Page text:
The word of the day is “purpose.” In our reading of 1 Timothy 1:1-7, St. Paul teaches the intent of his instruction about pastoral leadership in the Church. He states, “Now the purpose of the commandment is love from a pure heart, from a good conscience, and from sincere faith (vs. 5).
We speak of “commandments” to refer to the Ten Commandments or the entire Law of Moses. But in our reading, Paul speaks of “the commandment.” The word that Paul uses refers to the direction that a superior gives to his or her followers. This term expresses the reason for Paul’s epistle to Timothy. In tone and content, it instructs Timothy, the young Bishop of Ephesus, on the pastoral leadership and care of his flock (OSB “Introduction to 1 Timothy”).
The Purpose of the Directives
Paul begins with the “purpose” of his directives (vs. 5). The Greek word that he uses refers to the goal that he wants his teaching to accomplish (Strong’s #5056). Paul looks beyond the worldly pursuits of church organization. He is not concerned with the numbers of members, communicants, catechumens, confessions, programs, classes, buildings, etc. But he is concerned about the effectiveness of the pastoral leadership of the flock of Christ. That success is evaluated on whether the leaders save themselves and their hearers (1 Timothy 4:12-160).
Love From a Pure Heart
Thus, Paul sets out three goals for Bishop Timothy and the congregation’s leaders and ministers in Ephesus. His first goal is “love from a pure heart.” The word for “love” that Paul uses is agape, primarily the benevolence of God for human persons (Strong’s #26, 2). Secondarily, it is the love that believers share with others (1 John 4:19). There are several kinds of love but this kind is self-giving (John 15:13), the fulfillment of the law (Romans 13:10). However, Paul adds to this goal, the aim of “love from a pure heart.” As the center of their affections, will, and desires, the heart of those in church leadership should be clean and untainted. It should be whole-hearted and unmixed with selfish desires and self-serving motives. (Strong’s 2513, 124).
A Good Conscience
Paul’s second goal for church leaders is a “good conscience.” In the original Greek, the word for “conscience” has the root of self-knowledge (Strong’s #4893, 241). Our conscience is the witness that compares our conduct with our sense of right and wrong. But Paul adds the understanding of the aim of a “good” conscience.” Paul specifically charges Timothy to “wage the good warfare” (1 Timothy 1:18). As he “fights the good fight of faith,” he should have faith and a good conscience” (1 Timothy 1:18-19). Deacons also must hold “the mystery of the faith with a pure conscience” (1 Timothy 3:9).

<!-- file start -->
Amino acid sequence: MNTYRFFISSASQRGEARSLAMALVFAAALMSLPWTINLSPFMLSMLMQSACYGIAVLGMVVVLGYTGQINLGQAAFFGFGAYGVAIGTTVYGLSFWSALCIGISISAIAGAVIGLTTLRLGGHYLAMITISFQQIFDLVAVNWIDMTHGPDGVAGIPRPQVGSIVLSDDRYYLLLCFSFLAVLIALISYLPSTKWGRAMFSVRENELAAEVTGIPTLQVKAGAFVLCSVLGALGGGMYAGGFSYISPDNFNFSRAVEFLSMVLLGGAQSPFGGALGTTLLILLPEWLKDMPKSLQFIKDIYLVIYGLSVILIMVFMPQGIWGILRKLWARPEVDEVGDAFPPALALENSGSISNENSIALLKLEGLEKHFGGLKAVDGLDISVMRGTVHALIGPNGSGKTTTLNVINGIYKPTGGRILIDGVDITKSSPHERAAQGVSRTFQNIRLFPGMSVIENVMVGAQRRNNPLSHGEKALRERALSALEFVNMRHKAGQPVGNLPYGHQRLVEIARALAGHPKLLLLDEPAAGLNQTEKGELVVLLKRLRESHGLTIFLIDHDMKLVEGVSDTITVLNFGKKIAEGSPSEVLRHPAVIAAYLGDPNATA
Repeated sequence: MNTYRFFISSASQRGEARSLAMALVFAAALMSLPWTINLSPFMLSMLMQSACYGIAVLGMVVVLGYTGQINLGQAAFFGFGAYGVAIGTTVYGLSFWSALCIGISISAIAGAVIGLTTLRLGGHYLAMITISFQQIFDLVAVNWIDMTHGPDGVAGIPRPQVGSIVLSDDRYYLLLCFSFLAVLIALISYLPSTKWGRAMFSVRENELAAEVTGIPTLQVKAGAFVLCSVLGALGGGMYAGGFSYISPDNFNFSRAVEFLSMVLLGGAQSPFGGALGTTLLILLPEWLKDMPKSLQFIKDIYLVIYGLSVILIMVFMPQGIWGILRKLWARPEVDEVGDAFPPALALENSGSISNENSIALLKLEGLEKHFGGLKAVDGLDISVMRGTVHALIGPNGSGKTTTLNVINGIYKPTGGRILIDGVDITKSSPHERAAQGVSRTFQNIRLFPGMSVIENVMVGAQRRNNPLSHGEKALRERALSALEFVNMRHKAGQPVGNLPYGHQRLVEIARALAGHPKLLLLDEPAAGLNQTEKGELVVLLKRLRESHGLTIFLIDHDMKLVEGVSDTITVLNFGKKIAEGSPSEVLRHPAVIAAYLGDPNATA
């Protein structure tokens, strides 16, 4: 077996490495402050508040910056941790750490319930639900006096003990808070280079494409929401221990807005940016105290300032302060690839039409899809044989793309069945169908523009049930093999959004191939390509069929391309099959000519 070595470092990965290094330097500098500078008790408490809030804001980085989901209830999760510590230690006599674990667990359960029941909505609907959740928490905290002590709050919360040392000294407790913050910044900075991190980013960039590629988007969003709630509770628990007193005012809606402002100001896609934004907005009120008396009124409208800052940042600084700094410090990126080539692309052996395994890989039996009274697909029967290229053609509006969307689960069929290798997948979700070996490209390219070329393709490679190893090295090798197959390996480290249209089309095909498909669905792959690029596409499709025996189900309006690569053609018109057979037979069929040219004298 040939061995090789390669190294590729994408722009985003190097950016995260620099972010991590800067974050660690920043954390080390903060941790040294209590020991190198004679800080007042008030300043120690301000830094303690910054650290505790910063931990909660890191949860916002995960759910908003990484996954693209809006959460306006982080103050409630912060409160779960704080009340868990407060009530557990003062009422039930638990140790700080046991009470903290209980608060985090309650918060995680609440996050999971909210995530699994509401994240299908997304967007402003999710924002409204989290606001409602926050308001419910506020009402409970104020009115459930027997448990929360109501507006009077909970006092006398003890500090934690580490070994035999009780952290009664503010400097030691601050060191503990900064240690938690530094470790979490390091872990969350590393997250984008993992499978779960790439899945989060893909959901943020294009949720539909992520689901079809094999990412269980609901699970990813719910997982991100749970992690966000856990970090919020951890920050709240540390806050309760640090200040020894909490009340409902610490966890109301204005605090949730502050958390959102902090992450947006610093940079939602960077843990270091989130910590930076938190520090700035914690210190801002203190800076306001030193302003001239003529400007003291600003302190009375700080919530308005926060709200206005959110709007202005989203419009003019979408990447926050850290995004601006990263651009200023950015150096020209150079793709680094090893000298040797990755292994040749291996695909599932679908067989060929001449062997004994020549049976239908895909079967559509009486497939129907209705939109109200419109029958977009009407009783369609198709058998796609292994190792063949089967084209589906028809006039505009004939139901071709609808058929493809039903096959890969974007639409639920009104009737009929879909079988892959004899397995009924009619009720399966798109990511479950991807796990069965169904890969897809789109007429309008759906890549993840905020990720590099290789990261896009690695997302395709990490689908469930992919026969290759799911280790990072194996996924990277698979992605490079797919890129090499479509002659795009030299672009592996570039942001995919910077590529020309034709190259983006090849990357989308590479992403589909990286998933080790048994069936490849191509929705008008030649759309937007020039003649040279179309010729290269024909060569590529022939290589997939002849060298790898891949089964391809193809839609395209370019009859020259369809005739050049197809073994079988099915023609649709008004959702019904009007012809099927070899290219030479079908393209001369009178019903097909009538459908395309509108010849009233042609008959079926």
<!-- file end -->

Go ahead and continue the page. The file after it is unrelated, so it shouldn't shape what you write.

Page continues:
A “good conscience” comes from living “honorably” (Strong’s #4893, 241). In Ephesians, Paul echoes the thought that one should “walk circumspectly,” that is “carefully” (Strong’s #199, 12). A clean conscience that results from an honorable life is necessary lest some indecency disgrace the ministry and undermine the Gospel. For example, in 1 Peter, the Apostle teaches that all believers must be ready to witness to their hope. But to give their testimony to Christ, they must have a “good conscience.” Then, if their opponents should charge them with wrong, the accusation will come to nothing, and their accusers will be shamed (1 Peter 3:15-26).
A Sincere Faith
The last goal for pastoral leadership is “a sincere faith.” Faith is a gift of God. It is the strong conviction of belief. It is the certainty of the truth (Strong’s #4098, 202). But such confidence can slowly erode into secret uncertainty. Thus, St. Paul says that pastoral leaders must have a “sincere faith.” The Greek word that is translated as “sincere” refers to what is unfeigned or without hypocrisy (Strong’s #505, 31). Genuine conviction of proclamation produces conviction in the hearts and minds of those who hear it. Conversely, a ministry that is lukewarm will fail to inspire fervor in those who receive its care.
We have begun our study of 1 Timothy by focusing on Paul’s counsel to church leaders. However, we can still learn much as we overhear his words. We can not only appreciate the burdens and challenges of the priestly and pastoral ministry as we read Paul’s letter to Bishop Timothy. But we can apply his instruction to ourselves. All believers have a ministry in which they serve the Lord, care for others, witness to their faith, and teach the Church’s faith. So the recommendations of “love from a pure heart,” “ a good conscience,” and “a sincere faith” can be the foundation of our service to Christ as well.